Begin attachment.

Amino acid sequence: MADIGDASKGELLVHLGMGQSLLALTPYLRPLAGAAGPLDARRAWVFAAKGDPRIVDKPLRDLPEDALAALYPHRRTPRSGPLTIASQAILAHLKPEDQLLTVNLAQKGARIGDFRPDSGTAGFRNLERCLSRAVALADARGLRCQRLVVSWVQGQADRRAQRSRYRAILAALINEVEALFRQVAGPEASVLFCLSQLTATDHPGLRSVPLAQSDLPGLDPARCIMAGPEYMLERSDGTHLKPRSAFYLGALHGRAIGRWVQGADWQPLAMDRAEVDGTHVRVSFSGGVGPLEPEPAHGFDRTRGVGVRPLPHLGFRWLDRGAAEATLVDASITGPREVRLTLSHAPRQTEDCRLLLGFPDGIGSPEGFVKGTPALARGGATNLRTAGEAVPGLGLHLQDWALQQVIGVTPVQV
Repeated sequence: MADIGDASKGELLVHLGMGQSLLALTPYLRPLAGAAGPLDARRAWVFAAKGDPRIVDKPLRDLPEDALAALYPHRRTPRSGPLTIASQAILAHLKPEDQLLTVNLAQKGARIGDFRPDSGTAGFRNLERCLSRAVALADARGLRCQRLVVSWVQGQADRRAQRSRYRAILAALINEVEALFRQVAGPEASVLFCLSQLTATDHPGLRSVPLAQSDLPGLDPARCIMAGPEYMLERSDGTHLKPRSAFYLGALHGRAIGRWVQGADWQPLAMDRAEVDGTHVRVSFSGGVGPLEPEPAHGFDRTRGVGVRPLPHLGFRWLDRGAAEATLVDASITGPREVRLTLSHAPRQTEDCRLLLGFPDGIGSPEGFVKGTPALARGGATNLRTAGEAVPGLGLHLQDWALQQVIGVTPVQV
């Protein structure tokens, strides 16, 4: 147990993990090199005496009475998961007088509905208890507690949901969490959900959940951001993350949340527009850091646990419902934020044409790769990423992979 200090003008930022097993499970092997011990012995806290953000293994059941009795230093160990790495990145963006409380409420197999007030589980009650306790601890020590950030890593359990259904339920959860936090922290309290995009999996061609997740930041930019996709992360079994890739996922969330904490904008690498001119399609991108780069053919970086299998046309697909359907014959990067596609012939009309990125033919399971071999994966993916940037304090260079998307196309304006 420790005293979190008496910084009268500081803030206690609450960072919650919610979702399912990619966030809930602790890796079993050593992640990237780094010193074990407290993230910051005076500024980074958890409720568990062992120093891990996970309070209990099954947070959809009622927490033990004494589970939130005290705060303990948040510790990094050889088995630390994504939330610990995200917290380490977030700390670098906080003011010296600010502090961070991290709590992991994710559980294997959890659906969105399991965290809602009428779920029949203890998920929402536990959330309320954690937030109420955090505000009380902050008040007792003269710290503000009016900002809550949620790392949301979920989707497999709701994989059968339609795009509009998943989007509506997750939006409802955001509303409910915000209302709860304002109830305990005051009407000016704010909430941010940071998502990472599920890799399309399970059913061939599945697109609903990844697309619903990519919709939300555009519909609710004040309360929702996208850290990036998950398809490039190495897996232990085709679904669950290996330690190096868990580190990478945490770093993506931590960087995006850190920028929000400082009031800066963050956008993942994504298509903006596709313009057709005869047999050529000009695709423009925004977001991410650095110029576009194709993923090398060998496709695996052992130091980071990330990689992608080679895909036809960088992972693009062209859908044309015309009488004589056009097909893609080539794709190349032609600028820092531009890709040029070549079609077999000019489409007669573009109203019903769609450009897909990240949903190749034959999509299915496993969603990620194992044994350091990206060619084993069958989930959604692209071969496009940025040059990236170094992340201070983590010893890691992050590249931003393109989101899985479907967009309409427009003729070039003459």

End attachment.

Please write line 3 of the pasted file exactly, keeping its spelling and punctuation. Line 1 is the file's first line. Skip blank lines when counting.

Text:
């Protein structure tokens, strides 16, 4: 147990993990090199005496009475998961007088509905208890507690949901969490959900959940951001993350949340527009850091646990419902934020044409790769990423992979 200090003008930022097993499970092997011990012995806290953000293994059941009795230093160990790495990145963006409380409420197999007030589980009650306790601890020590950030890593359990259904339920959860936090922290309290995009999996061609997740930041930019996709992360079994890739996922969330904490904008690498001119399609991108780069053919970086299998046309697909359907014959990067596609012939009309990125033919399971071999994966993916940037304090260079998307196309304006 420790005293979190008496910084009268500081803030206690609450960072919650919610979702399912990619966030809930602790890796079993050593992640990237780094010193074990407290993230910051005076500024980074958890409720568990062992120093891990996970309070209990099954947070959809009622927490033990004494589970939130005290705060303990948040510790990094050889088995630390994504939330610990995200917290380490977030700390670098906080003011010296600010502090961070991290709590992991994710559980294997959890659906969105399991965290809602009428779920029949203890998920929402536990959330309320954690937030109420955090505000009380902050008040007792003269710290503000009016900002809550949620790392949301979920989707497999709701994989059968339609795009509009998943989007509506997750939006409802955001509303409910915000209302709860304002109830305990005051009407000016704010909430941010940071998502990472599920890799399309399970059913061939599945697109609903990844697309619903990519919709939300555009519909609710004040309360929702996208850290990036998950398809490039190495897996232990085709679904669950290996330690190096868990580190990478945490770093993506931590960087995006850190920028929000400082009031800066963050956008993942994504298509903006596709313009057709005869047999050529000009695709423009925004977001991410650095110029576009194709993923090398060998496709695996052992130091980071990330990689992608080679895909036809960088992972693009062209859908044309015309009488004589056009097909893609080539794709190349032609600028820092531009890709040029070549079609077999000019489409007669573009109203019903769609450009897909990240949903190749034959999509299915496993969603990620194992044994350091990206060619084993069958989930959604692209071969496009940025040059990236170094992340201070983590010893890691992050590249931003393109989101899985479907967009309409427009003729070039003459």